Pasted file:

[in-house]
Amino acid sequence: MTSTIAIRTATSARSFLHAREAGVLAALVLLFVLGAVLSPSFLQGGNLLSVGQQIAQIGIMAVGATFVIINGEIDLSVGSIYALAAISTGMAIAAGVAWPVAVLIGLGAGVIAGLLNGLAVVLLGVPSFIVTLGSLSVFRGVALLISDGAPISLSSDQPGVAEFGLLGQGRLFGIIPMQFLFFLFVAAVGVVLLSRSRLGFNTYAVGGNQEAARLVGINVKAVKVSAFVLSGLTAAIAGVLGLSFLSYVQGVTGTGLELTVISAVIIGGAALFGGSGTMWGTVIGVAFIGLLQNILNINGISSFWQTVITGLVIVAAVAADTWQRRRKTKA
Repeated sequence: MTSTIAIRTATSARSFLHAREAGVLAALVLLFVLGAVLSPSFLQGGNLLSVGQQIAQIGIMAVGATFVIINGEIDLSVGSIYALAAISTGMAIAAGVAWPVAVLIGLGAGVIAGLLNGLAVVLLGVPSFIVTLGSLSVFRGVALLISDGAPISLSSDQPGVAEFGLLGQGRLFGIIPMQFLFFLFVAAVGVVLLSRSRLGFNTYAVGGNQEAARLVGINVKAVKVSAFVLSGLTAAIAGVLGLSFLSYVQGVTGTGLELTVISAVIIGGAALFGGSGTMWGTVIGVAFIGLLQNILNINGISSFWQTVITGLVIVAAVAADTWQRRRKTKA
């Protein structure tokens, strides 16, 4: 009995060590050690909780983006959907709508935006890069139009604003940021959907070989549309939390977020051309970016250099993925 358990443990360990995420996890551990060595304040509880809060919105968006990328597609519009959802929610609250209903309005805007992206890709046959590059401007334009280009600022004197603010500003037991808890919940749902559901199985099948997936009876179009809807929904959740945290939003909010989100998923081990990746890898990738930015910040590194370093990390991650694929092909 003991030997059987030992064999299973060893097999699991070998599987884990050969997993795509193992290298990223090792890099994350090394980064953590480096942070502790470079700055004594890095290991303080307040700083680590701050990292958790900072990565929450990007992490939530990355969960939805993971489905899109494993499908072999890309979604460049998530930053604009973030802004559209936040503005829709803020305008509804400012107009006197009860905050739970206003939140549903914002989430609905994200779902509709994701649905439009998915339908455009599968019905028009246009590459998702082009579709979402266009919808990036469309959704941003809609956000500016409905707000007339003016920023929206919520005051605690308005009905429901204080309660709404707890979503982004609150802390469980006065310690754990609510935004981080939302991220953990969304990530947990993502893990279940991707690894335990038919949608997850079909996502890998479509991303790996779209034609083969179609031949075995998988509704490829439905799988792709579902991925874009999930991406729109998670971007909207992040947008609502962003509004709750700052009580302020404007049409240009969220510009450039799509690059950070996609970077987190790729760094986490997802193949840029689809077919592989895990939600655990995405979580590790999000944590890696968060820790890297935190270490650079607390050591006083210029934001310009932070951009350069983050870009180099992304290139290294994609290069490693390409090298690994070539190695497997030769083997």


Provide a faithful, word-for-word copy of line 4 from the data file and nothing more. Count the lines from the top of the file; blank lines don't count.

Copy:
């Protein structure tokens, strides 16, 4: 009995060590050690909780983006959907709508935006890069139009604003940021959907070989549309939390977020051309970016250099993925 358990443990360990995420996890551990060595304040509880809060919105968006990328597609519009959802929610609250209903309005805007992206890709046959590059401007334009280009600022004197603010500003037991808890919940749902559901199985099948997936009876179009809807929904959740945290939003909010989100998923081990990746890898990738930015910040590194370093990390991650694929092909 003991030997059987030992064999299973060893097999699991070998599987884990050969997993795509193992290298990223090792890099994350090394980064953590480096942070502790470079700055004594890095290991303080307040700083680590701050990292958790900072990565929450990007992490939530990355969960939805993971489905899109494993499908072999890309979604460049998530930053604009973030802004559209936040503005829709803020305008509804400012107009006197009860905050739970206003939140549903914002989430609905994200779902509709994701649905439009998915339908455009599968019905028009246009590459998702082009579709979402266009919808990036469309959704941003809609956000500016409905707000007339003016920023929206919520005051605690308005009905429901204080309660709404707890979503982004609150802390469980006065310690754990609510935004981080939302991220953990969304990530947990993502893990279940991707690894335990038919949608997850079909996502890998479509991303790996779209034609083969179609031949075995998988509704490829439905799988792709579902991925874009999930991406729109998670971007909207992040947008609502962003509004709750700052009580302020404007049409240009969220510009450039799509690059950070996609970077987190790729760094986490997802193949840029689809077919592989895990939600655990995405979580590790999000944590890696968060820790890297935190270490650079607390050591006083210029934001310009932070951009350069983050870009180099992304290139290294994609290069490693390409090298690994070539190695497997030769083997």